Geckos can Cling to Teflon Under Water
The University of Akron has found that geckos can stick to Teflon under water.
Geckos belong to the family Gekkonidae. The family has over 100 genera and 1,000 species. Most gecko species are 3 to 15 cm (1.2 to 6 inches) long and their tails account for nearly half their length. Geckos use hair-like projections on their legs to climb and run on different surfaces.
Geckos' ability to stick to different surfaces has inspired scientists to create new class of sticky materials.
Recently, University of Massachusetts Amherst scientists improved their Geckskin, which is an adhesive designed after geckos.
University of Akron's Biomimicry Research and Innovation Center scientists wanted to know whether or not the lizards can stick to Teflon, Ohio Beacon Journal reported. Research showed that the popular DuPont nonstick product not only resists omelet, but also sticky lizards.
However, undergraduate student Nicholas Wucinich wanted to know if geckos could stick to Teflon under water.
"I didn't have an answer," said Alyssa Stark, 31, a doctoral candidate in the university's integrated bioscience program, according to Ohio Beacon Journal. "I also didn't think the results would be all that interesting. If they don't stick in air why should they stick in water?"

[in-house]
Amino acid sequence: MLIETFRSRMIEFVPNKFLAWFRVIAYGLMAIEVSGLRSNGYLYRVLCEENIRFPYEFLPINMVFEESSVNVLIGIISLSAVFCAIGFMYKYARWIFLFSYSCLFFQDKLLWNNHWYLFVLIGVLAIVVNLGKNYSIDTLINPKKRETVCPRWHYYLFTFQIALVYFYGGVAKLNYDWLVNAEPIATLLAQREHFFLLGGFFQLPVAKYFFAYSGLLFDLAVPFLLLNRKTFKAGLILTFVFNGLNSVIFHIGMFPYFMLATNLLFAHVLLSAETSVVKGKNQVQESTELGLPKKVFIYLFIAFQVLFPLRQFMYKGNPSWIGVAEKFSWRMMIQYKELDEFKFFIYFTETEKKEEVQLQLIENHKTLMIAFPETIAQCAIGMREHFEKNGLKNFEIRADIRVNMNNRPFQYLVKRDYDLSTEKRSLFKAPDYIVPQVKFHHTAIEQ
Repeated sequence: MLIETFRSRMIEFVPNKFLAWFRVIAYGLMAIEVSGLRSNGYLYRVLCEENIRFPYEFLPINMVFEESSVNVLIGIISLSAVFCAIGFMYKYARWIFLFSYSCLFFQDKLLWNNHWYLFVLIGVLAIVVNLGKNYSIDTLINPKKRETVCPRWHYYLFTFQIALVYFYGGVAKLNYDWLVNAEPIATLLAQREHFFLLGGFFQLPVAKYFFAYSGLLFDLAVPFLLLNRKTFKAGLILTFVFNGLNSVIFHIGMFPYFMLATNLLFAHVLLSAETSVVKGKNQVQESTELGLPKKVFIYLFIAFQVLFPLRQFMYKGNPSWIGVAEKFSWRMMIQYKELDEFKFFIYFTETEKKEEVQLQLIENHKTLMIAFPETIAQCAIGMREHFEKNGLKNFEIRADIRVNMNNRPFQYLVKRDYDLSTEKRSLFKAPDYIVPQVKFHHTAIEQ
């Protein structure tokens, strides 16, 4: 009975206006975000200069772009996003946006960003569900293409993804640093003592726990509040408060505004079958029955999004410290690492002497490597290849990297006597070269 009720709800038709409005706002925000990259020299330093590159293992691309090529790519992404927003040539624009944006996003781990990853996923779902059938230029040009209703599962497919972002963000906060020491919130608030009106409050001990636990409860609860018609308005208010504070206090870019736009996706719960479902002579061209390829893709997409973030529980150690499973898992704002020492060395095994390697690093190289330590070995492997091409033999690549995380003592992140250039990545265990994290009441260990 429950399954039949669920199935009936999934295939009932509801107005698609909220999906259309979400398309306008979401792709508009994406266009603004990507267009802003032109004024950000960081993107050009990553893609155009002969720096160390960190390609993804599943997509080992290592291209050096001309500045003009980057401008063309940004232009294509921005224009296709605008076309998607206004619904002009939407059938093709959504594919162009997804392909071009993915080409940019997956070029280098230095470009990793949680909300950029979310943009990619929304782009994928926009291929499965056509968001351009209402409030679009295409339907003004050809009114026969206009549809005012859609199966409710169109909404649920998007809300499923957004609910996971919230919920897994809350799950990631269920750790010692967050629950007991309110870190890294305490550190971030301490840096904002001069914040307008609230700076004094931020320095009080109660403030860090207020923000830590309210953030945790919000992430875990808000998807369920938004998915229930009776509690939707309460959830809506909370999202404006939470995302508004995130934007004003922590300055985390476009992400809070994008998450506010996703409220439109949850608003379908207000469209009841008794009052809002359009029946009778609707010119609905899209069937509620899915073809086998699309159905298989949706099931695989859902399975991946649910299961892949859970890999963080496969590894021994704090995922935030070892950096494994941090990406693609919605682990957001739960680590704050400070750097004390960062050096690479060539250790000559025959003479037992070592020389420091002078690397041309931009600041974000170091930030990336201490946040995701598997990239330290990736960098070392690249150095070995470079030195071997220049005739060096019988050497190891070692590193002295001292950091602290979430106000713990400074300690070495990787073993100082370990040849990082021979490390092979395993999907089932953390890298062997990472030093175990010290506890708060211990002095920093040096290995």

However, experiments run on the geckos' clinging abilities surprised researchers.
"They stuck," Stark told the Ohio Beacon Journal. "There is an important moral to this story. Always listen to your students."
Previous research has shown that the geckos walk on wet plastic and plexiglass by creating air pockets around their toes. These air pockets protect their feet from water and preserve their stickiness.
Why design gecko-inspired adhesives?
According to Dr. Peter H. Niewiarowski, professor of biology and integrated bioscience and one of the principal investigators of the latest gecko research, a material with the sticking power of the gecko feet could revolutionize construction. Super sticky bandages could also help close wounds after injury or surgery.
"We use fasteners that are hard to acquire or involve toxic by-products that are hard to recycle," he told Ohio Beacon Journal. "What if you can fasten the corners of walls by using a gecko-inspired fastener? Then you could break down the walls and move them around and create a different living space."